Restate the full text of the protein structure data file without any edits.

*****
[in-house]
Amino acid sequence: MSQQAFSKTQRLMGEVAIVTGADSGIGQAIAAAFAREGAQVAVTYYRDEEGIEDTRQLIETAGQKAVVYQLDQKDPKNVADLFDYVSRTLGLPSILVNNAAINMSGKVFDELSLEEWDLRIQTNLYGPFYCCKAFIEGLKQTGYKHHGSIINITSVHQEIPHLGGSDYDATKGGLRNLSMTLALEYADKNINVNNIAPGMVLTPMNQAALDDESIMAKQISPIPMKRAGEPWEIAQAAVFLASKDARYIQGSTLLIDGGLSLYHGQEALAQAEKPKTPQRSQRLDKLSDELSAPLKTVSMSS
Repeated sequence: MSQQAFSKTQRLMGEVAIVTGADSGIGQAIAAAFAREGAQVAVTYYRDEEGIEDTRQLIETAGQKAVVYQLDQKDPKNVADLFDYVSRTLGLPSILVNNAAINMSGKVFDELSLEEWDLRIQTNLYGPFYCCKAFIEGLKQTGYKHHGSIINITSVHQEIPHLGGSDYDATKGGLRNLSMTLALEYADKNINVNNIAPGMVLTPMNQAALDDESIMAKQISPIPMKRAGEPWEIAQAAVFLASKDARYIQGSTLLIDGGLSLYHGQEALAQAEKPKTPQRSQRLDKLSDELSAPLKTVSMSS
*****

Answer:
[in-house]
Amino acid sequence: MSQQAFSKTQRLMGEVAIVTGADSGIGQAIAAAFAREGAQVAVTYYRDEEGIEDTRQLIETAGQKAVVYQLDQKDPKNVADLFDYVSRTLGLPSILVNNAAINMSGKVFDELSLEEWDLRIQTNLYGPFYCCKAFIEGLKQTGYKHHGSIINITSVHQEIPHLGGSDYDATKGGLRNLSMTLALEYADKNINVNNIAPGMVLTPMNQAALDDESIMAKQISPIPMKRAGEPWEIAQAAVFLASKDARYIQGSTLLIDGGLSLYHGQEALAQAEKPKTPQRSQRLDKLSDELSAPLKTVSMSS
Repeated sequence: MSQQAFSKTQRLMGEVAIVTGADSGIGQAIAAAFAREGAQVAVTYYRDEEGIEDTRQLIETAGQKAVVYQLDQKDPKNVADLFDYVSRTLGLPSILVNNAAINMSGKVFDELSLEEWDLRIQTNLYGPFYCCKAFIEGLKQTGYKHHGSIINITSVHQEIPHLGGSDYDATKGGLRNLSMTLALEYADKNINVNNIAPGMVLTPMNQAALDDESIMAKQISPIPMKRAGEPWEIAQAAVFLASKDARYIQGSTLLIDGGLSLYHGQEALAQAEKPKTPQRSQRLDKLSDELSAPLKTVSMSS